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How Boxing Can Improve Your Mental Health

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It’s no secret that regular exercise has a positive effect on how we feel, and boxing is a prime example. From enhancing cardiovascular health and improving hand-eye coordination to developing body strength, boxing is a full-body workout. But while the physical benefits are well known, there’s an increased focus on how boxing can also aid our mental health.


Reduces stress

Many studies have established a link between physical activity and lowering stress levels, and boxing is no different. When you’re working out with a punching bag, your brain produces a rush of endorphins, which is a natural mood booster. The muscle tension that builds when you’re stressed is also relieved with each punch you throw. It’s a controlled environment to release any frustration, stress and anger, and provides a great source of distraction from thoughts or worries.


Builds confidence and self-esteem

Although having low self-esteem isn't a mental health problem in itself, it can lead to mental health problems over time. Boxing helps to make you feel more mentally powerful, as well as providing you with the fighting spirit needed to deal with life's more challenging situations. You’ll become more aware of your faults and mistakes as you train, and your positive qualities and abilities too.


Encourages mental fortitude

Boxing is as much about being mentally strong as it is about physical strength. Mental strength comes from overcoming resistance and adversity, and boxing will help you find resistance in your opponent, fitness level and learning process. The more you spar, the more you will train your brain to stand and fight, instead of retreating. As you learn how to take a punch and continue to fight, you’re essentially training your mind and body to persist.


Boosts motivation

One of the best things about boxing is that you won’t often be exercising alone. Whether you’re sparring with someone or working on the pads in pairs, boxing means you’re regularly training with others. Working out in a group rather than exercising solo can boost motivation, as well as reduce feelings of loneliness and help you to make new friends in a sociable and supportive setting.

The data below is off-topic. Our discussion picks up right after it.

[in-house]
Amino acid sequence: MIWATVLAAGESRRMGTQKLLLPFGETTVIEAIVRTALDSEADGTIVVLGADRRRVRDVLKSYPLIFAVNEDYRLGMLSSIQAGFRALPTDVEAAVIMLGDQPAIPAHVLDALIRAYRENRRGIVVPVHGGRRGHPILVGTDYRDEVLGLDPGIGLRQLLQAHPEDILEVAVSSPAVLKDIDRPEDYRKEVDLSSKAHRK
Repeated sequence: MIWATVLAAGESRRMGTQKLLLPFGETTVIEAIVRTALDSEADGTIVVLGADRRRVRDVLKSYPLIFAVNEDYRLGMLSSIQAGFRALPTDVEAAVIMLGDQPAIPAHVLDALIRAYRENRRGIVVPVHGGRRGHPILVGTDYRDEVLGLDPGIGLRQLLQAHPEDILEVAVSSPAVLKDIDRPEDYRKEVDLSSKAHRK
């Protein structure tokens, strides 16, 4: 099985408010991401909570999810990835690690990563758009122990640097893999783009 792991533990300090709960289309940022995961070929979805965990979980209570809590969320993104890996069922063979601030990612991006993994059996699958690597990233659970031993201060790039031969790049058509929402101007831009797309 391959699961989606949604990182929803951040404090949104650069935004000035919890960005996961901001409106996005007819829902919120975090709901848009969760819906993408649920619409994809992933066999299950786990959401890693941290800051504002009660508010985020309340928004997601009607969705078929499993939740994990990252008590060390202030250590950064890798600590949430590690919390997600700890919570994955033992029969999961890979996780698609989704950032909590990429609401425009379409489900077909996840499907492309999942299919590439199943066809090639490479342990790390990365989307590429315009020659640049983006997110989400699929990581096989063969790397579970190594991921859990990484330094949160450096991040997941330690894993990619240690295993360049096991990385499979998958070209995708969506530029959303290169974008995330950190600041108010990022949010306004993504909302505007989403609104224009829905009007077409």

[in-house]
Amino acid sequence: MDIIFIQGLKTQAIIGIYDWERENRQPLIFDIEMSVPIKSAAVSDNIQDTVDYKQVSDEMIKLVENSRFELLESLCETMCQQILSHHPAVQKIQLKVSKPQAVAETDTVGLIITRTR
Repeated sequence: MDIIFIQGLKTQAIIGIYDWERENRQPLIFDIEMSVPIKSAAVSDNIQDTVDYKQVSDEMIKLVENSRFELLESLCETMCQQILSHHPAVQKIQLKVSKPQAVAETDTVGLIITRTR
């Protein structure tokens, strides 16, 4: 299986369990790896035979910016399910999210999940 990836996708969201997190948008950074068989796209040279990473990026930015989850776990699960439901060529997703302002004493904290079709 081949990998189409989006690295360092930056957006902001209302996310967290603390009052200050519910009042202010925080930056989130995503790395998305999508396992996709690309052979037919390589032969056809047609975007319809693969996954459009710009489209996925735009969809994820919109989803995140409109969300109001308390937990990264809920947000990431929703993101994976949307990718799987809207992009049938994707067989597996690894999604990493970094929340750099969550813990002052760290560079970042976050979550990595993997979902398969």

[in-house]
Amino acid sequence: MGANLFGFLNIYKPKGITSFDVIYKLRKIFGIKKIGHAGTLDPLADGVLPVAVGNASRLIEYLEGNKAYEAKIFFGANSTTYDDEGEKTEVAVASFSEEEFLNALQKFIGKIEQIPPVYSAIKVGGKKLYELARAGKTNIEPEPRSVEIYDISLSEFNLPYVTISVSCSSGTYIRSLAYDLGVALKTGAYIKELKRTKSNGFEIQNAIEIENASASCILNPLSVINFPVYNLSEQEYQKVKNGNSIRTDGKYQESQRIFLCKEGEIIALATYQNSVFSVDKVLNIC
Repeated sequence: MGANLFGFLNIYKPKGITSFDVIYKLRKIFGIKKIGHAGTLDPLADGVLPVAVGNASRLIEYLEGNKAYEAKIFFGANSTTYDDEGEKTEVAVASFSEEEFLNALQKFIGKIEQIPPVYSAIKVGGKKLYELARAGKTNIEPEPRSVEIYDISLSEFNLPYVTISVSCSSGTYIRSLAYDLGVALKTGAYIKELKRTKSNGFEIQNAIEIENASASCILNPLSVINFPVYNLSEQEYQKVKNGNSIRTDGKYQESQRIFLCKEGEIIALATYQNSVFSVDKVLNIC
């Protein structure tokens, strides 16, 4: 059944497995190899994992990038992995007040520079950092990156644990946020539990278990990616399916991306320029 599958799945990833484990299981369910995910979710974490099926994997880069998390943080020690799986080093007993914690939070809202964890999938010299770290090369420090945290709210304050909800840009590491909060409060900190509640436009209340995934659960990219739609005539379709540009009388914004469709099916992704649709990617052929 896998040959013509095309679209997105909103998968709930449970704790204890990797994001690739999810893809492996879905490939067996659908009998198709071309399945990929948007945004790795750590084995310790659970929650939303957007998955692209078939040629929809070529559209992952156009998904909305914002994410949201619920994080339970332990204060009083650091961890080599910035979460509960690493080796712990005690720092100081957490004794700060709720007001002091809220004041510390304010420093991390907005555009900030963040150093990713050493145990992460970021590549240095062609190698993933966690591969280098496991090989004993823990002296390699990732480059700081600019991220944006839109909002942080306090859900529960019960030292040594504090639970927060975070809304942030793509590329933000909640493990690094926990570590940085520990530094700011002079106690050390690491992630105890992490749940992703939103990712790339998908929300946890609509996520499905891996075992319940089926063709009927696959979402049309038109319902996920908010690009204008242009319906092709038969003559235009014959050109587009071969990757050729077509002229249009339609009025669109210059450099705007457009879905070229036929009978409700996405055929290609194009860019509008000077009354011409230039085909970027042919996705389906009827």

Helps you to understand yourself

Boxing is a great way to really get to know yourself. By developing your unique boxing style, you’ll begin to understand more about how your brain works and reacts. The strategic aspect of boxing takes a lot of concentration, practice and perseverance, but once you’ve mastered the skill, it can aid everything from your balance to improved coordination. Ideal for those with both physical and mental health concerns, boxing highlights the direct relationship between the two and how improvements in one can have positive effects on the other.

Treats depression and anxiety

Not only is it essential for maintaining good mental health, but boxing can be used to treat chronic mental illness too. Boxing can reduce the likelihood of depression and maintain mental health as we age. Used as a treatment for dementia, mild to moderate depression or anxiety, boxing can be as good as existing pharmacological interventions. Exercise directly affects the brain, by improving neuronal health with a delivery of oxygen and nutrients. Preliminary evidence also suggests that exercise can lead to the creation of new hippocampal neurons, which is an area of the brain involved in memory, learning and buffering stress. The hippocampus is highly important for our mental health.

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